How would you describe the brain, Professor Deisseroth?
The human brain is a soft yet very dense organ somewhere between pink and brown in color. It weighs approximately one and a half kilograms and has a wrinkled appearance. It is these wrinkles that give us our capacity for highly complex reasoning.
That was a quick jump from the brain’s appearance to our capacity for thought.
Right, and that’s because the two things are so interlinked. Obviously it’s important to start by acknowledging that the brain consists of matter, that it is an organ made up of cells. But it can sometimes feel strange to view it in those terms because, at the same time, the brain is the source of all our thoughts, feelings, desires, memories, and impressions – in other words our entire personality. Everything that makes up who we are as a person comes from this mass of cells we call neurons. How is that even possible?
My question exactly! How is that possible?
Essentially it boils down to a philosophical question of what the brain actually is. Ultimately, I think two perspectives are correct: the brain is a dynamic object, and it consists both of cells as well as what those cells create. Optogenetics can help us understand how those cells give rise to things such as perception, cognition and action. It is a method that puts us in the role of a composer or conductor in an orchestra of information, telling different cells in different areas of the brain what they should do when, and dictating when and if they should synchronize with each other. We can then observe the perception, cognition and action that occurs as a result.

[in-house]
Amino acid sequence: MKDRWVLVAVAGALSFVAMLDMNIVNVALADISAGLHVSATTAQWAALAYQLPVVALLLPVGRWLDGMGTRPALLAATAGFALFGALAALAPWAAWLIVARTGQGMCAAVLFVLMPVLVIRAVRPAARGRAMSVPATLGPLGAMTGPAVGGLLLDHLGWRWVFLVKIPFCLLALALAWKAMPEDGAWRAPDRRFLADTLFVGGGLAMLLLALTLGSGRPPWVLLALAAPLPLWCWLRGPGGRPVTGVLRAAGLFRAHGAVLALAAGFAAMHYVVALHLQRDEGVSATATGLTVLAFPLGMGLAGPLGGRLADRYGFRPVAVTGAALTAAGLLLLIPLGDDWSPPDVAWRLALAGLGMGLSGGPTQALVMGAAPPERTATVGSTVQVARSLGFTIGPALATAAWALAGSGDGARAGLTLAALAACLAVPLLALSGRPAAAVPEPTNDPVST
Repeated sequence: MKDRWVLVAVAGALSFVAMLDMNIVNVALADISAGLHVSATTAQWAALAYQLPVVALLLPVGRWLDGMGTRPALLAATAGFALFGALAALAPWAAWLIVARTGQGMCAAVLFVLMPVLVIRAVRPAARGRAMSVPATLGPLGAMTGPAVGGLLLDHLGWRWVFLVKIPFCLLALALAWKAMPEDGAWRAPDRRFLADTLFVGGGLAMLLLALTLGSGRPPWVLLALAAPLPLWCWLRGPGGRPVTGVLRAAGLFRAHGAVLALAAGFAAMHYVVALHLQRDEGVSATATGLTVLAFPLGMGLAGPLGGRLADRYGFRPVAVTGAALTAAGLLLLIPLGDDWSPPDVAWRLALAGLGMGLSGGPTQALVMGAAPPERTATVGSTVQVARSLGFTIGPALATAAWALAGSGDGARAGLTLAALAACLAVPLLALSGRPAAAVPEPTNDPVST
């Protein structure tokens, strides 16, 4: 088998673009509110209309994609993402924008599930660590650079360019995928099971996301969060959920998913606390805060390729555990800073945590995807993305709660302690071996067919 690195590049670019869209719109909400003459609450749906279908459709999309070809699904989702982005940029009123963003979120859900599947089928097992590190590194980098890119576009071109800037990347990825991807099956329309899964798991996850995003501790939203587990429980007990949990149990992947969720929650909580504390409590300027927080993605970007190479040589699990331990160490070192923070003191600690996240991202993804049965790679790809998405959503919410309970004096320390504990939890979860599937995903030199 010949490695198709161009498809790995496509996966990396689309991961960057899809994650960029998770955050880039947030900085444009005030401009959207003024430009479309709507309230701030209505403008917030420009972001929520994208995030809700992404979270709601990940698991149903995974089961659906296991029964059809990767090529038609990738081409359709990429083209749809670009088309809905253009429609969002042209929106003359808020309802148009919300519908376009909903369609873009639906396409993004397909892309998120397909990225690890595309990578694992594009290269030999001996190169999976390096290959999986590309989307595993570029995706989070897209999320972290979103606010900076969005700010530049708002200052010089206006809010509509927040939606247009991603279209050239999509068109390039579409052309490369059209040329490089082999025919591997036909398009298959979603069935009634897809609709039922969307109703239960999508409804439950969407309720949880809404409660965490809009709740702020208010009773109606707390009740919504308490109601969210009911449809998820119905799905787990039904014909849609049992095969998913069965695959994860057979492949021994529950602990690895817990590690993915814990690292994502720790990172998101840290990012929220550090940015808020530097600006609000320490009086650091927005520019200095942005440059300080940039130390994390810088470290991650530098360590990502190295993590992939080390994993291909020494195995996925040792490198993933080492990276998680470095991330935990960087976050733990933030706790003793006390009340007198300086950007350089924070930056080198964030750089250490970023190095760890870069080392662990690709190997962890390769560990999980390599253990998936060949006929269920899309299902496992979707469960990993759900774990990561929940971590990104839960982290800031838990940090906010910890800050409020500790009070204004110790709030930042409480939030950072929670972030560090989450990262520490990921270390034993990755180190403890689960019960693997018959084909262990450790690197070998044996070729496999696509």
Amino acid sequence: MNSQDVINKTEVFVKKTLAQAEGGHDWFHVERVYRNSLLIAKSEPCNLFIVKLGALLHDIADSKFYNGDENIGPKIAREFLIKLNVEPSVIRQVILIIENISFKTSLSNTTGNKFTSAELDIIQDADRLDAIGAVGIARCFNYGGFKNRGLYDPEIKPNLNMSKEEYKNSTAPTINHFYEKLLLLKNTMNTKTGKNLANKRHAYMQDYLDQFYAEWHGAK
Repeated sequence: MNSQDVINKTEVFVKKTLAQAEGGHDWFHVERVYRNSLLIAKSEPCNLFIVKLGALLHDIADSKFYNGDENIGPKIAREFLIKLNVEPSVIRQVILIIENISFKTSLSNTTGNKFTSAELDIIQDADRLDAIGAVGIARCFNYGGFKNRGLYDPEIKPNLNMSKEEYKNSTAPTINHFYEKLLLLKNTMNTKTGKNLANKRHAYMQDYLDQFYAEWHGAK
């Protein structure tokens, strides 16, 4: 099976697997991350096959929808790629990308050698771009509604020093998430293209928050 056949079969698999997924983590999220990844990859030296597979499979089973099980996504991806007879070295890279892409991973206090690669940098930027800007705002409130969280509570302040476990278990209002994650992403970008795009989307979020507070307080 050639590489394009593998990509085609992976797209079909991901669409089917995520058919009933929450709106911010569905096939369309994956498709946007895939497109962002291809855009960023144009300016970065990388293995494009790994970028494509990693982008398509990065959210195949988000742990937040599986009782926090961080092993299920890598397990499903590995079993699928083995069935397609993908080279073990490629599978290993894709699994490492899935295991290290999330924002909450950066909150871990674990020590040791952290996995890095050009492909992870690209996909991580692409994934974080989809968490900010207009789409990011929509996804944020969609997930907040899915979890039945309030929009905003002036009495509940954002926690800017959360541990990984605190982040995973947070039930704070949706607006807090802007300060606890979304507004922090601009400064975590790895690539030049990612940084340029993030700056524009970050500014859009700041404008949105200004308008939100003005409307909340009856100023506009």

The field of optogenetics you refer to is your area of specialization. Could you sum up what it involves?
Optogenetics employs laser light in exactly the opposite way to how it is normally used in biology. We don’t use it to observe things, but to make things happen. In simple terms, we employ laser light to make certain neurons fire – in other words, we stimulate them to emit electrical impulses and thus to generate information in the brain. Let me briefly explain how that works. Normally neurons do not react to light. That makes sense, because it’s always dark in the brain. So that means we have to trick them. Using an artificial virus, we inject a photosensitive gene into the brain that converts light pulses into electrical impulses. We employ various other genetic tricks to define exactly which neurons are “infected” with the gene. The advantage of this laser method is the level of precision it gives us in choosing which neurons to activate. It is much more precise than any other method. So far we have applied it to rodents and other mammals, as well as fish and invertebrates. For example, we stimulate very precise and specific neurons in the mouse’s brain, observe what happens as a result and use those findings to learn more about their brains.
Typing your name into a search engine brings up a video of a mouse almost immediately. The mouse has a fiber optic cable threaded directly into its brain. Flashing a light through the cable causes the mouse to run in a circle. But when no light passes through the cable, the mouse behaves completely normally.
Yes, that was an experiment we did in 2007. We used our optogenetics method to stimulate the part of the mouse’s motor cortex that controls movement toward the left. When the cable lights up, the mouse always runs to the left, in a circle.